Lines Fiction: It is said that you view art as a way to spend your life. So drawing for you is a protocol of your everyday experience?
Kristinn Hardarsson: I would say that the boundaries between my ordinary life and art making is sometimes blurry. My works are more than often based on documentations of my observations of the life around me, the physical world and the one in the media. The documentations are mainly in the form of a written diary and photos, but also by drawing the old fashion style when traveling or wherever I am at the moment.
Lines Fiction: Basically your drawings and sketches remind of comic and graphic novels. Where do you see the roots of your art yourself?
Kristinn Hardarsson: I’m not sure about the roots. They spread out in many directions. But there are strong tendencies that have stayed with me more or less all my carrier.They are mainly two and even related: tendency to narration and the combination of the visual element and text. And of course these two elements are what makes the basic structure of the comic in general.
Lines Fiction: Your story “Burglary, Three Earthworms and the Icelandic Potato” was first exhibited as a wallpainting in Iceland and then as a vector drawing in the gallery Kim Behm Frankfurt and other places. The images give us laconic answers to our curiosity. Is the narrative aspect very important to you?
Kristinn Hardarsson: It’s the story (or stories) that’s the most important aspect for me, text and the visual together, the formal side is more to support the feeling I’m trying to communicate. This work was painted and shown shortly after the financial crash in Iceland. I was working with the general insecurity and the nostalgia that permeated the atmosphere in Iceland, where I live, at that time period.
The narrative aspect is very strong in Iceland. It’s stronger in me than I wanted to admit for a long time. Even my works that are abstract have a narrative flavour.
Lines Fiction: The wall text and the animation is written and spoken in Icelandic. What makes you dub your work and on which occasion do you decide against dubbing?
Kristinn Hardarsson: I always write the text for my works in Icelandic and have them translated in english or other language if needed. The reason is plain and simple: It’s the only language I’m able to write with relative ease. It’s the same reason why the Icelandic writers work in their native language. They also often get similar questions, I believe.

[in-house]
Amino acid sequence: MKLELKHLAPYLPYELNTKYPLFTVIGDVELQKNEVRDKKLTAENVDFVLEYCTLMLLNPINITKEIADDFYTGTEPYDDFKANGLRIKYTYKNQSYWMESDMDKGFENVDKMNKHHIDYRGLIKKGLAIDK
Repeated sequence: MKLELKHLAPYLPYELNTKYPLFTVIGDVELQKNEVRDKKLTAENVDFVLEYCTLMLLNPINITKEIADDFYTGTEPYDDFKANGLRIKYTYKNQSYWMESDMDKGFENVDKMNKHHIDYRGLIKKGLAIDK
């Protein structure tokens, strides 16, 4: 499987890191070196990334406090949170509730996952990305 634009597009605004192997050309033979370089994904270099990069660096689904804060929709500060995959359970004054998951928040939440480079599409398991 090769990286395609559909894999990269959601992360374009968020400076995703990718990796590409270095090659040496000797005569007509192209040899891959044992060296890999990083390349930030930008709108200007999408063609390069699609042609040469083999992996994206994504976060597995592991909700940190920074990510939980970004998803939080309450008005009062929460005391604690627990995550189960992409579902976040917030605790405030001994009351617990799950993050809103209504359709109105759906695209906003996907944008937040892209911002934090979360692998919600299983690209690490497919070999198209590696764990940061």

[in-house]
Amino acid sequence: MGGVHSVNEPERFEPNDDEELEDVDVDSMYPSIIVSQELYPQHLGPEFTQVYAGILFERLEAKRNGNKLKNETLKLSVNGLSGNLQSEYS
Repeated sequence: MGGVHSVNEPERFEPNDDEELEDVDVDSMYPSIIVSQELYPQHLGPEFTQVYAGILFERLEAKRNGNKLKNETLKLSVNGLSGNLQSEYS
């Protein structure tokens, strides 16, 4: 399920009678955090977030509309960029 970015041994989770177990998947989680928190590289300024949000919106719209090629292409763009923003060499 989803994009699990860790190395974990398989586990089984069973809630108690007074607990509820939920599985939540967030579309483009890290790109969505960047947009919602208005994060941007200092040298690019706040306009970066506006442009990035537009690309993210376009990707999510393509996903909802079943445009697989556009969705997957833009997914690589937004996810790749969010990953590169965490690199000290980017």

This translation business is troublesome and expensive and often technically difficult to squeeze the translation into the work, like sometimes with the comics. Anyway for me writing in english in this context feels superficial.
Sometimes there are two language versions of the works. The printed version of “Burglary…” exists both in Icelandic and english. The work “Designs for Postcards” exist only in english, but if it will be printed there might also be an Icelandic version. So it’s not clean cut.
Your question also brings up another one for me: Why do you do art and for whom? which is too complicated to answer here.
Lines Fiction: your animation has an explicitly handmade appearance. Did you create moving images to experiment with the narrative flow?
Kristinn Hardarsson: My work in general have a tendency towards the handmade; more so unconsciously I believe. This particular work, The Fox, is constructed with the form of children’s books in mind and the story is even in some way not far from what you could expect in such literature, but in other ways not.
I´ve been gravitating towards the use of moving images for a long time and have been looking for ways to intergrade that aspect into my works. The narrative aspect is of course interesting but not less a certain dimension that you can get adding a movement to a drawing for example.